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Physical and political map of the Mediterranean Basin

In biogeography, the Mediterranean Basin (/ˌmɛdɪtəˈrniən/ MED-ih-tə-RAY-nee-ən), also known as the Mediterranean Region or sometimes Mediterranea, is the region of lands around the Mediterranean Sea that have mostly a Mediterranean climate, with mild to cool, rainy winters and warm to hot, dry summers, which supports characteristic Mediterranean forests, woodlands, and scrub vegetation. It was a very important part of Mediterranean civilizations.


Köppen–Geiger-based map of the areas surrounding the Mediterranean Sea. Based on the work of M. C. Peel, B. L. Finlayson and T. A. McMahon at the University of Melbourne. For a full legend, see Legend of the Köppen–Geiger climate classification on the Wikimedia Commons.
    Desert climate       Semi-arid climate
    Mediterranean climate     Humid subtropical climate
  Oceanic climate         Humid continental climate
    Subarctic climate   Tundra

The Mediterranean Basin covers portions of three continents: Europe, Africa, and Asia. It is distinct from the drainage basin, which extends much further south and north due to major rivers ending in the Mediterranean Sea, such as the Nile and Rhône. Conversely, the Mediterranean Basin includes regions not in the drainage basin.[1]

It has a varied and contrasting topography. The Mediterranean Region offers an ever-changing landscape of high mountains, rocky shores, impenetrable scrub, semi-arid steppes, coastal wetlands, sandy beaches and a myriad of islands of various shapes and sizes dotted amidst the clear blue sea. Contrary to the classic sandy beach images portrayed in most tourist brochures, the Mediterranean is surprisingly hilly. Mountains can be seen from almost anywhere.[2]

By definition, the Mediterranean Basin extends from Macaronesia in the west, to the Levant in the east, although some places may or may not be included depending on the view, as is the case with Macaronesia: some definitions only include Madeira and the Canary Islands[3] while others include the whole Macaronesia (with the Azores and Cape Verde).[4]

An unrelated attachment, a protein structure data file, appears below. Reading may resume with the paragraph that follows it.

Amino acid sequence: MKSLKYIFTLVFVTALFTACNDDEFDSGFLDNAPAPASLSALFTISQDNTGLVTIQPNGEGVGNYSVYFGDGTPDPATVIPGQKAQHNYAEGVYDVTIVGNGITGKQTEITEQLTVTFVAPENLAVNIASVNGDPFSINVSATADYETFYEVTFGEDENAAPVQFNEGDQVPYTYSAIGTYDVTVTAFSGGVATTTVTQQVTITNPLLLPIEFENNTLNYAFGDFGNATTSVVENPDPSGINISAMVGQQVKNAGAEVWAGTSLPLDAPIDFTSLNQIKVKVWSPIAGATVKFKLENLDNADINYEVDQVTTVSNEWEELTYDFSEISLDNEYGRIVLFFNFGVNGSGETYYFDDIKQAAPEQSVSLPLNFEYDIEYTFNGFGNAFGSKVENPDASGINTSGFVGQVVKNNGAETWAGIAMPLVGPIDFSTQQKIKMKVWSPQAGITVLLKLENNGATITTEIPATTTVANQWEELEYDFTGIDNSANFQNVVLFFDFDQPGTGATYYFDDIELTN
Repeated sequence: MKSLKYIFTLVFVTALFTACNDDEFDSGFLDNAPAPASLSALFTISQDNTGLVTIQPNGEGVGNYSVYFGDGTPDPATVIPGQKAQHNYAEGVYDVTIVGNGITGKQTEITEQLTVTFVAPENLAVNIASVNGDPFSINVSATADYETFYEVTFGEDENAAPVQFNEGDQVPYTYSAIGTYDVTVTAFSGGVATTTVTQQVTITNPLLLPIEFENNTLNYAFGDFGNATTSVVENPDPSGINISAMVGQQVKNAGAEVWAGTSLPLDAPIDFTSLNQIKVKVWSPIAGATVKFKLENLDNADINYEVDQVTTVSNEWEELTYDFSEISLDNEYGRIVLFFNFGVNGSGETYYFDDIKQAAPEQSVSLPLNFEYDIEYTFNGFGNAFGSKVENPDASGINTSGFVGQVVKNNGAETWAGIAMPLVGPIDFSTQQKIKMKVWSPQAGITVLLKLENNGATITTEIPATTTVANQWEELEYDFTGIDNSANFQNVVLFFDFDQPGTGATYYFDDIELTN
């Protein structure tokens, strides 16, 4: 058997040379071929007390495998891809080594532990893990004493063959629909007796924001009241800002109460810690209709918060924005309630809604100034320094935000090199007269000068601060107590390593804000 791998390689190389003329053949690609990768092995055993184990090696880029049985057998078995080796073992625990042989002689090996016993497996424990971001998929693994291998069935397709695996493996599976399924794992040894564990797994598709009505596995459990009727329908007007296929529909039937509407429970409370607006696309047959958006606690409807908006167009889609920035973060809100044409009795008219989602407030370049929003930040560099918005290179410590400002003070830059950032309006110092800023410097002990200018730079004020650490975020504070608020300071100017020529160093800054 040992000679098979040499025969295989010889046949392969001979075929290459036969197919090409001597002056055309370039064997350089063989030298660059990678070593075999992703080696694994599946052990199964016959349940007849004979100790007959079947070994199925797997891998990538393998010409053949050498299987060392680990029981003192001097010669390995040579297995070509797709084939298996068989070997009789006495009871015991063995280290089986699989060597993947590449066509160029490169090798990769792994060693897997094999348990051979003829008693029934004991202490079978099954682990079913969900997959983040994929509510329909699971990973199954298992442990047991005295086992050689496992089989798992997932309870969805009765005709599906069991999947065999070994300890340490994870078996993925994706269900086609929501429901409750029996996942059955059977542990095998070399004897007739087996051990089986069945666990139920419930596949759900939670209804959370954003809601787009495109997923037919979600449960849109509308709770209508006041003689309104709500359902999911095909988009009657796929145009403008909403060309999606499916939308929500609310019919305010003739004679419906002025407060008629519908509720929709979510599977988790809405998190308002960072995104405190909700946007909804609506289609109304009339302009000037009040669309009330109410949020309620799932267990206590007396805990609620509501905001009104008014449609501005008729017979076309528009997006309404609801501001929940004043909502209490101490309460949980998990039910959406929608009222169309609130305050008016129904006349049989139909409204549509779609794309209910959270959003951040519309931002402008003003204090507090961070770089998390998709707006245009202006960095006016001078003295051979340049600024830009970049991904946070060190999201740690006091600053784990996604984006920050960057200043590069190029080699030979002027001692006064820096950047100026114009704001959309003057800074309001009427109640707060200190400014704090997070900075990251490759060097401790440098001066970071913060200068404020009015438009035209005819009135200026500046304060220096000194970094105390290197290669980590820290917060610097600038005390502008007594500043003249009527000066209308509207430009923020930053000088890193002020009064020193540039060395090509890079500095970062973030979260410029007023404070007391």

In Western Asia, it covers the western and southern portions of the peninsula of Anatolia, as far as Iraq,[5] but excluding the temperate-climate mountains of central Turkey. It includes the Mediterranean Levant at the eastern end of the Mediterranean, bounded on the east and south by the Syrian and Negev deserts.

The northern portion of the Maghreb region of northwestern Africa has a Mediterranean climate, separated from the Sahara Desert, which extends across North Africa, by the Atlas Mountains. In the eastern Mediterranean the Sahara extends to the southern shore of the Mediterranean, with the exception of the northern fringe of the peninsula of Cyrenaica in Libya, which has a dry Mediterranean climate.

Europe lies to the north of the Mediterranean. The European portion of the Mediterranean Basin loosely corresponds to Southern Europe. The three large Southern European peninsulas, the Iberian Peninsula, Italian Peninsula, and the Balkan Peninsula, extend into and comprise much of the Mediterranean-climate zone. A system of folded mountains, including the Pyrenees dividing Spain from France, the Alps dividing Italy from Central Europe, the Dinaric Alps along the eastern Adriatic, and the Balkan and Rila-Rhodope mountains of the Balkan Peninsula divide the Mediterranean from the temperate climate regions of Western, Northwestern or Northern Europe, Central Europe, and Eastern Europe.

Geology and paleoclimatology

The Mediterranean Basin was shaped by the ancient collision of the northward-moving African–Arabian continent with the stable Eurasian continent. As Africa–Arabia moved north, it closed the former Tethys Sea, which formerly separated Eurasia from the ancient super continent of Gondwana, of which Africa was part. At about the same time, 170 mya in the Jurassic period, a small Neotethys ocean basin formed shortly before the Tethys Sea was closed at the eastern end. The collision pushed up a vast system of mountains, extending from the Pyrenees in Spain to the Zagros Mountains in Iran. This episode of mountain building, known as the Alpine orogeny, occurred mostly during the Oligocene (34 to 23 million years ago (mya)) and Miocene (23 to 5.3 mya) epochs. The Neotethys became larger during these collisions and associated folding and subduction.

About 6 mya during the late Miocene, the Mediterranean was closed at its western end by drifting Africa, which caused the entire sea to evaporate. There followed several (debated) episodes of sea drawdown and re-flooding known as the Messinian Salinity Crisis, which ended when the Atlantic last re-flooded the basin at the end of the Miocene.[6] Recent research has suggested that a desiccation-flooding cycle may have repeated several times [7][8] during the last 630,000 years of the Miocene epoch, which could explain several events of large amounts of salt deposition. Recent studies, however, show that repeated desiccation and re-flooding is unlikely from a geodynamic point of view.[9][10]